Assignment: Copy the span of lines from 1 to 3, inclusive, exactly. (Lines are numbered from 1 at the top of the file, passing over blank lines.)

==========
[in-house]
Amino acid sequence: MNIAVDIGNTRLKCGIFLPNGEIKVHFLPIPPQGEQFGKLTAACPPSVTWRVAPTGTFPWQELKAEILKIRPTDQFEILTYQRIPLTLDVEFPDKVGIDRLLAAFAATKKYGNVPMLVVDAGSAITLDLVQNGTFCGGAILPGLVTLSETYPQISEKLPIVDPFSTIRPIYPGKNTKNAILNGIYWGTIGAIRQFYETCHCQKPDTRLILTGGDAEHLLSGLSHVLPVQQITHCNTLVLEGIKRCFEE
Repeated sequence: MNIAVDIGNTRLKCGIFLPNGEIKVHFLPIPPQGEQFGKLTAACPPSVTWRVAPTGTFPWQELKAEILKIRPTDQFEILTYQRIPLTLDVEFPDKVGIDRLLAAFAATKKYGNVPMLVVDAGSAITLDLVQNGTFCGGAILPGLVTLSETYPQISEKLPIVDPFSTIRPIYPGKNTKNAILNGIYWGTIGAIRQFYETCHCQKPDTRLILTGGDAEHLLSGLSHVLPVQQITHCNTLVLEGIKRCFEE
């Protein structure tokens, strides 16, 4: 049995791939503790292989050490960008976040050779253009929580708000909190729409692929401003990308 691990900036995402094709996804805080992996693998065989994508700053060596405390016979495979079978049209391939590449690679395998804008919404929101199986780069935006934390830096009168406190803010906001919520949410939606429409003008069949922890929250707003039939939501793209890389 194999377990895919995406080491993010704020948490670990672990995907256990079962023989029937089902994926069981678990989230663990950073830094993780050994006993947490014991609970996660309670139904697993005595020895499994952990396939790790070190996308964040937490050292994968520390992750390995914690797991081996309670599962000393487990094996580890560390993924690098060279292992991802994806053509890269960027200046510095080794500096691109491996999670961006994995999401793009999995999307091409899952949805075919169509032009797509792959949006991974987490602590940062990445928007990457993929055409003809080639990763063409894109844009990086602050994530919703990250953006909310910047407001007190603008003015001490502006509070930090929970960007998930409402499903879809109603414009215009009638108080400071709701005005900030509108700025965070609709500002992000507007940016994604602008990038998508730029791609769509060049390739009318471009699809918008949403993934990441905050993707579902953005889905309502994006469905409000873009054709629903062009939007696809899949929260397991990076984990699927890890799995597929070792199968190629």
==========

[in-house]
Amino acid sequence: MNIAVDIGNTRLKCGIFLPNGEIKVHFLPIPPQGEQFGKLTAACPPSVTWRVAPTGTFPWQELKAEILKIRPTDQFEILTYQRIPLTLDVEFPDKVGIDRLLAAFAATKKYGNVPMLVVDAGSAITLDLVQNGTFCGGAILPGLVTLSETYPQISEKLPIVDPFSTIRPIYPGKNTKNAILNGIYWGTIGAIRQFYETCHCQKPDTRLILTGGDAEHLLSGLSHVLPVQQITHCNTLVLEGIKRCFEE
Repeated sequence: MNIAVDIGNTRLKCGIFLPNGEIKVHFLPIPPQGEQFGKLTAACPPSVTWRVAPTGTFPWQELKAEILKIRPTDQFEILTYQRIPLTLDVEFPDKVGIDRLLAAFAATKKYGNVPMLVVDAGSAITLDLVQNGTFCGGAILPGLVTLSETYPQISEKLPIVDPFSTIRPIYPGKNTKNAILNGIYWGTIGAIRQFYETCHCQKPDTRLILTGGDAEHLLSGLSHVLPVQQITHCNTLVLEGIKRCFEE